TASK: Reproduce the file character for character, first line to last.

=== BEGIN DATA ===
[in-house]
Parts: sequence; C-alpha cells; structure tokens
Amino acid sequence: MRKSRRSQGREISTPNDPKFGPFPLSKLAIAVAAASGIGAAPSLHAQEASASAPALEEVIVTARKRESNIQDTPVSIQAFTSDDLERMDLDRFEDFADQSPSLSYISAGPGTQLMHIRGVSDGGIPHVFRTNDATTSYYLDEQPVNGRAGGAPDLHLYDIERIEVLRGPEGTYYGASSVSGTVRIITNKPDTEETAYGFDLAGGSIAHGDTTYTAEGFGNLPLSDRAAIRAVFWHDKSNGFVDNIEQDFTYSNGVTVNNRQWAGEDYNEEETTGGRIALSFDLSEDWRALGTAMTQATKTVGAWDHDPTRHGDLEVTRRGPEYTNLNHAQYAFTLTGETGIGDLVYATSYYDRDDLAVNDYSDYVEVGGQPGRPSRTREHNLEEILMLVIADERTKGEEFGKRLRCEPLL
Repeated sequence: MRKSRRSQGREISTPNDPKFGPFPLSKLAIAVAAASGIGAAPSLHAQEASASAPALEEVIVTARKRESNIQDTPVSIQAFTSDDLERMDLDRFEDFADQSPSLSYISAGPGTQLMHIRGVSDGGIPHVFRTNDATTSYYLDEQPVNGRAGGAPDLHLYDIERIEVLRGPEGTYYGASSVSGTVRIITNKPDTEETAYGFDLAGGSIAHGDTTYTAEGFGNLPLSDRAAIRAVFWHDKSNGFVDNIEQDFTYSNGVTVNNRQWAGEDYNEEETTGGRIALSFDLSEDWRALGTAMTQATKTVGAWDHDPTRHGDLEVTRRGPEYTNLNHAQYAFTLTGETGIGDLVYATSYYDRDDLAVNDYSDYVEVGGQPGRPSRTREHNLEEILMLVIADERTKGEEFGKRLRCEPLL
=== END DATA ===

[in-house]
Parts: sequence; C-alpha cells; structure tokens
Amino acid sequence: MRKSRRSQGREISTPNDPKFGPFPLSKLAIAVAAASGIGAAPSLHAQEASASAPALEEVIVTARKRESNIQDTPVSIQAFTSDDLERMDLDRFEDFADQSPSLSYISAGPGTQLMHIRGVSDGGIPHVFRTNDATTSYYLDEQPVNGRAGGAPDLHLYDIERIEVLRGPEGTYYGASSVSGTVRIITNKPDTEETAYGFDLAGGSIAHGDTTYTAEGFGNLPLSDRAAIRAVFWHDKSNGFVDNIEQDFTYSNGVTVNNRQWAGEDYNEEETTGGRIALSFDLSEDWRALGTAMTQATKTVGAWDHDPTRHGDLEVTRRGPEYTNLNHAQYAFTLTGETGIGDLVYATSYYDRDDLAVNDYSDYVEVGGQPGRPSRTREHNLEEILMLVIADERTKGEEFGKRLRCEPLL
Repeated sequence: MRKSRRSQGREISTPNDPKFGPFPLSKLAIAVAAASGIGAAPSLHAQEASASAPALEEVIVTARKRESNIQDTPVSIQAFTSDDLERMDLDRFEDFADQSPSLSYISAGPGTQLMHIRGVSDGGIPHVFRTNDATTSYYLDEQPVNGRAGGAPDLHLYDIERIEVLRGPEGTYYGASSVSGTVRIITNKPDTEETAYGFDLAGGSIAHGDTTYTAEGFGNLPLSDRAAIRAVFWHDKSNGFVDNIEQDFTYSNGVTVNNRQWAGEDYNEEETTGGRIALSFDLSEDWRALGTAMTQATKTVGAWDHDPTRHGDLEVTRRGPEYTNLNHAQYAFTLTGETGIGDLVYATSYYDRDDLAVNDYSDYVEVGGQPGRPSRTREHNLEEILMLVIADERTKGEEFGKRLRCEPLL